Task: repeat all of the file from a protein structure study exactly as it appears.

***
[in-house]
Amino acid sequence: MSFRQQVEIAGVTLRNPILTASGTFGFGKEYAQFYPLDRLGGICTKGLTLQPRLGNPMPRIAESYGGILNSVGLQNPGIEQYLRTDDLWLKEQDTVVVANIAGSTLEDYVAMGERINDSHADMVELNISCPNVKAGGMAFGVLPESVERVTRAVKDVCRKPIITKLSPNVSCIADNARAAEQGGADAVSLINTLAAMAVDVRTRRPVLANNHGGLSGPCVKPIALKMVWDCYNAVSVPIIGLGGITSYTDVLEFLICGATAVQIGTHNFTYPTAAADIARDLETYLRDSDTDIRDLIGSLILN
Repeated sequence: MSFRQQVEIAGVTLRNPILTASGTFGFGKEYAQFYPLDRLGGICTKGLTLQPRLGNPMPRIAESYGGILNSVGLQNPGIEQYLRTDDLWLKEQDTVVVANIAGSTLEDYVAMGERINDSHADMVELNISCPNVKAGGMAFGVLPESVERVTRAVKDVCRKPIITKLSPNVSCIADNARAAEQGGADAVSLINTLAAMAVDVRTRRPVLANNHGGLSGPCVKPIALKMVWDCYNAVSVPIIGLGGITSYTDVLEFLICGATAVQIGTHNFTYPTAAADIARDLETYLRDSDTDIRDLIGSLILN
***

[in-house]
Amino acid sequence: MSFRQQVEIAGVTLRNPILTASGTFGFGKEYAQFYPLDRLGGICTKGLTLQPRLGNPMPRIAESYGGILNSVGLQNPGIEQYLRTDDLWLKEQDTVVVANIAGSTLEDYVAMGERINDSHADMVELNISCPNVKAGGMAFGVLPESVERVTRAVKDVCRKPIITKLSPNVSCIADNARAAEQGGADAVSLINTLAAMAVDVRTRRPVLANNHGGLSGPCVKPIALKMVWDCYNAVSVPIIGLGGITSYTDVLEFLICGATAVQIGTHNFTYPTAAADIARDLETYLRDSDTDIRDLIGSLILN
Repeated sequence: MSFRQQVEIAGVTLRNPILTASGTFGFGKEYAQFYPLDRLGGICTKGLTLQPRLGNPMPRIAESYGGILNSVGLQNPGIEQYLRTDDLWLKEQDTVVVANIAGSTLEDYVAMGERINDSHADMVELNISCPNVKAGGMAFGVLPESVERVTRAVKDVCRKPIITKLSPNVSCIADNARAAEQGGADAVSLINTLAAMAVDVRTRRPVLANNHGGLSGPCVKPIALKMVWDCYNAVSVPIIGLGGITSYTDVLEFLICGATAVQIGTHNFTYPTAAADIARDLETYLRDSDTDIRDLIGSLILN